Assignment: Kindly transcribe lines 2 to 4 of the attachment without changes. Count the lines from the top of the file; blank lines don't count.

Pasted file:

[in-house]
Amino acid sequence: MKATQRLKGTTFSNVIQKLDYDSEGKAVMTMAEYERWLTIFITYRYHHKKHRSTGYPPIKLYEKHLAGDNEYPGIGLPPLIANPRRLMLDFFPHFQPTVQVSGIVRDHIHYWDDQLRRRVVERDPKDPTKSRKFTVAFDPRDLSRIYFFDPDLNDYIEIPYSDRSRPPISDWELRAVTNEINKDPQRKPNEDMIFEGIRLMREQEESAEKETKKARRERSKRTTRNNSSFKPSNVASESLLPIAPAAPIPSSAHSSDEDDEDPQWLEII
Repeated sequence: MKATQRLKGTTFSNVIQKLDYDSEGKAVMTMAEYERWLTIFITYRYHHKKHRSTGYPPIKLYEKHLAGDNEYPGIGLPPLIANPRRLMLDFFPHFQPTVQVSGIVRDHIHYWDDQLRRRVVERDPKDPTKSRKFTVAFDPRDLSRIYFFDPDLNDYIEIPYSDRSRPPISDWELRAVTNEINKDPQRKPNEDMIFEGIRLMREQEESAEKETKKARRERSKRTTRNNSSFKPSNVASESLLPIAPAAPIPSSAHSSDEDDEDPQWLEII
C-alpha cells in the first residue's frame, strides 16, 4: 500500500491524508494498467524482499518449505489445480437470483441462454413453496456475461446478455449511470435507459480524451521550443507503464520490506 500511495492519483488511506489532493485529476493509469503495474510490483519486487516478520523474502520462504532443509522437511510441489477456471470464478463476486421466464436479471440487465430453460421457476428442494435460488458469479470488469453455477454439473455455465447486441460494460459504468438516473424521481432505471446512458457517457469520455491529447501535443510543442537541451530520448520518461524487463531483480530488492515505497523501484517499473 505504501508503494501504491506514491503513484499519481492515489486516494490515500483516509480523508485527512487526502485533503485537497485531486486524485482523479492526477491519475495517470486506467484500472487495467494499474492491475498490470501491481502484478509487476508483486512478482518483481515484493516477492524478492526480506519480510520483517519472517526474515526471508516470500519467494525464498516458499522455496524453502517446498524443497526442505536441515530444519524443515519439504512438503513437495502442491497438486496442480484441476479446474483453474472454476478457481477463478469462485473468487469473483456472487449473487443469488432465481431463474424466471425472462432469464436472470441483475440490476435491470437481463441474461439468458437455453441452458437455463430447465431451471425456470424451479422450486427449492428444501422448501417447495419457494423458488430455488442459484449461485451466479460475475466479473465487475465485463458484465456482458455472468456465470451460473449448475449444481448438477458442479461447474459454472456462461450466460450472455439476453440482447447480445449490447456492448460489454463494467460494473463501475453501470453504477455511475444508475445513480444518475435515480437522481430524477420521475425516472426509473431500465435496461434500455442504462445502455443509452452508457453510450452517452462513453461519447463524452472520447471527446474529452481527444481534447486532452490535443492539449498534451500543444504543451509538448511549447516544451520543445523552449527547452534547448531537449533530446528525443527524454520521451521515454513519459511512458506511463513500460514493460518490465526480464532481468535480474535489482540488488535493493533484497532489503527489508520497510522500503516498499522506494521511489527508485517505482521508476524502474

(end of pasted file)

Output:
Amino acid sequence: MKATQRLKGTTFSNVIQKLDYDSEGKAVMTMAEYERWLTIFITYRYHHKKHRSTGYPPIKLYEKHLAGDNEYPGIGLPPLIANPRRLMLDFFPHFQPTVQVSGIVRDHIHYWDDQLRRRVVERDPKDPTKSRKFTVAFDPRDLSRIYFFDPDLNDYIEIPYSDRSRPPISDWELRAVTNEINKDPQRKPNEDMIFEGIRLMREQEESAEKETKKARRERSKRTTRNNSSFKPSNVASESLLPIAPAAPIPSSAHSSDEDDEDPQWLEII
Repeated sequence: MKATQRLKGTTFSNVIQKLDYDSEGKAVMTMAEYERWLTIFITYRYHHKKHRSTGYPPIKLYEKHLAGDNEYPGIGLPPLIANPRRLMLDFFPHFQPTVQVSGIVRDHIHYWDDQLRRRVVERDPKDPTKSRKFTVAFDPRDLSRIYFFDPDLNDYIEIPYSDRSRPPISDWELRAVTNEINKDPQRKPNEDMIFEGIRLMREQEESAEKETKKARRERSKRTTRNNSSFKPSNVASESLLPIAPAAPIPSSAHSSDEDDEDPQWLEII
C-alpha cells in the first residue's frame, strides 16, 4: 500500500491524508494498467524482499518449505489445480437470483441462454413453496456475461446478455449511470435507459480524451521550443507503464520490506 500511495492519483488511506489532493485529476493509469503495474510490483519486487516478520523474502520462504532443509522437511510441489477456471470464478463476486421466464436479471440487465430453460421457476428442494435460488458469479470488469453455477454439473455455465447486441460494460459504468438516473424521481432505471446512458457517457469520455491529447501535443510543442537541451530520448520518461524487463531483480530488492515505497523501484517499473 505504501508503494501504491506514491503513484499519481492515489486516494490515500483516509480523508485527512487526502485533503485537497485531486486524485482523479492526477491519475495517470486506467484500472487495467494499474492491475498490470501491481502484478509487476508483486512478482518483481515484493516477492524478492526480506519480510520483517519472517526474515526471508516470500519467494525464498516458499522455496524453502517446498524443497526442505536441515530444519524443515519439504512438503513437495502442491497438486496442480484441476479446474483453474472454476478457481477463478469462485473468487469473483456472487449473487443469488432465481431463474424466471425472462432469464436472470441483475440490476435491470437481463441474461439468458437455453441452458437455463430447465431451471425456470424451479422450486427449492428444501422448501417447495419457494423458488430455488442459484449461485451466479460475475466479473465487475465485463458484465456482458455472468456465470451460473449448475449444481448438477458442479461447474459454472456462461450466460450472455439476453440482447447480445449490447456492448460489454463494467460494473463501475453501470453504477455511475444508475445513480444518475435515480437522481430524477420521475425516472426509473431500465435496461434500455442504462445502455443509452452508457453510450452517452462513453461519447463524452472520447471527446474529452481527444481534447486532452490535443492539449498534451500543444504543451509538448511549447516544451520543445523552449527547452534547448531537449533530446528525443527524454520521451521515454513519459511512458506511463513500460514493460518490465526480464532481468535480474535489482540488488535493493533484497532489503527489508520497510522500503516498499522506494521511489527508485517505482521508476524502474